In search of honest men and women
Good morning ladies and gentlemen. I start this morning’s press conference with a quotation from the Book of Jeremiah (5:1). It reflects our theme for 2013 – the NAREP Year of Action: “Go up and down the streets of Jerusalem, look around and consider, search through her squares. If you can find but one person who deals honestly and seeks the truth, I will forgive this city”.
As we usher in a New Year some will have lost loved ones, others will have welcomed new life. On a personal note, I have experienced both through the loss of my mother-in-law last November and the birth of my nephew last week. We live, we learn, we love and we mourn. Always, we look to the future with hope and expectation.
A time for reflection
The New Year is a convenient time to pause and reflect on the challenges we face as a nation. At a time such as this, I am reminded of the saying: evil prevails in the world because good men do nothing. So it is only right to ask: Where are the good men and women of Zambia? Where are the leaders of the past that surely must know our country is not heading in the right direction? Where are the young professionals? Where is civil society? The Bible tells us that we will be judged just as much by what we do as by what we do not do while we are here on this earth.
For we can no longer afford to pretend that all is right. We cannot pretend we do not know:
– that people are dying daily at clinics, hospitals and health institutions around the country from curable illnesses and from the lack of prompt and proper care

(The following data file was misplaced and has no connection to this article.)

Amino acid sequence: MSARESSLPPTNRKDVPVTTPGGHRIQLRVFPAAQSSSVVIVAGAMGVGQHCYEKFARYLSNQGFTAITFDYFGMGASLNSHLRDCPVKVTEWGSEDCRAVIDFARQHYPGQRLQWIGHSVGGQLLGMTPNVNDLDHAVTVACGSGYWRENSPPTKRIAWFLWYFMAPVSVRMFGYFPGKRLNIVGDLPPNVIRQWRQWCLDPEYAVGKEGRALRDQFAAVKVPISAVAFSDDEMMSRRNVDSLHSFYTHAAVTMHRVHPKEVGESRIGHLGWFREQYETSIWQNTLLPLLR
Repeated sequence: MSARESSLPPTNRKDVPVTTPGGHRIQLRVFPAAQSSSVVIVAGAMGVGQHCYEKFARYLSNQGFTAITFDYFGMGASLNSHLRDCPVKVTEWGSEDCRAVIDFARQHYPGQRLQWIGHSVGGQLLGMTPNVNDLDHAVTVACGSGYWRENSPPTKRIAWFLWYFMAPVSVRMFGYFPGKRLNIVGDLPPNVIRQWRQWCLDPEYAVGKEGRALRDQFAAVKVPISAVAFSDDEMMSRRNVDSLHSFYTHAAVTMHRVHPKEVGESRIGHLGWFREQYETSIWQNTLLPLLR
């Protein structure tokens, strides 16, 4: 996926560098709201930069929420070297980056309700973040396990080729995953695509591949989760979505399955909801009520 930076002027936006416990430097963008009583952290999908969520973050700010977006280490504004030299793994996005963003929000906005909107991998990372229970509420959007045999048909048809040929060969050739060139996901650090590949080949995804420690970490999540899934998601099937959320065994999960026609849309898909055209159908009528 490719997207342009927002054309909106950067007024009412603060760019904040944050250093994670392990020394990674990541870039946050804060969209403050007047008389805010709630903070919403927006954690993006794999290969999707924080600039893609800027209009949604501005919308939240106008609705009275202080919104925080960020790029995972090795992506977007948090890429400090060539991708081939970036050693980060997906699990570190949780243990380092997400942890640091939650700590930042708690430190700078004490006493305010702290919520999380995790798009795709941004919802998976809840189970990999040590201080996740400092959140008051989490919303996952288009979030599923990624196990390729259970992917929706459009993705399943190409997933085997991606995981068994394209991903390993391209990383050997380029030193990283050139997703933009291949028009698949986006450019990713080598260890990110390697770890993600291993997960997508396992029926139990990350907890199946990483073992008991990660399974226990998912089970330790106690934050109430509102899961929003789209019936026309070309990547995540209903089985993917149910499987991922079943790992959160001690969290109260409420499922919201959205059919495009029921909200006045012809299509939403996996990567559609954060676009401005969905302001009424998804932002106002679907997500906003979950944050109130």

– that our women and young girls are being subjected to sexual abuse and exploitation on an unprecedented scale in schools, homes and workplaces.
We cannot pretend that it is alright to still have routine cholera outbreaks in our land. We cannot continue to pretend that excessive load-shedding is normal and that high mealie-meal prices are just a function of exploitative millers and traders or that it is acceptable for our youths to publicly threaten violence while the political leaders they report to and to whom they are accountable maintain a stony silence.
We cannot pretend that in a country that claims to promote democracy it is right to silently deport foreigners without recourse to an independent review by our courts or that there is any justification in preventing the political Opposition from meeting and holding rallies.
We cannot accept as normal the possibility thatsome of us might wake up tomorrow morning and find ourselves living in a new district. These things are confusing. These developments are not normal and yet we are expected to pretend that they are. The sooner we wake up to the reality of the confused state we are living in, the better off we, our children and our grandchildren will be – but only if we determine to change our individual and collective mindsets.
You see, change for the better will not come about through a complete dependence on Government or an acceptance that everything Government does is right. We must each be thechange we want to see. If we are tired of corruption, let us each make a personal undertaking to fight it where we can. If we are fed up with incompetence, let us each put in an honest day’s work:
– let every teacher teach as though they were teaching for God, understanding that their role is to fertilise the minds of our future leaders and decision-makers
– let every policeman, every revenue agent, every member of our security and investigativewings, every judge and every magistrate carry out their duties with the honesty, integrity, pride and dignity that should come from knowing that they are the guardians of our justice
– and let every politician and elected official know and understand that politics was designedto be noble, not a platform for assassinating one another’s characters and championing tribal divisions or for showcasing inflated egos and insulting our women.
Challenges and goals for 2013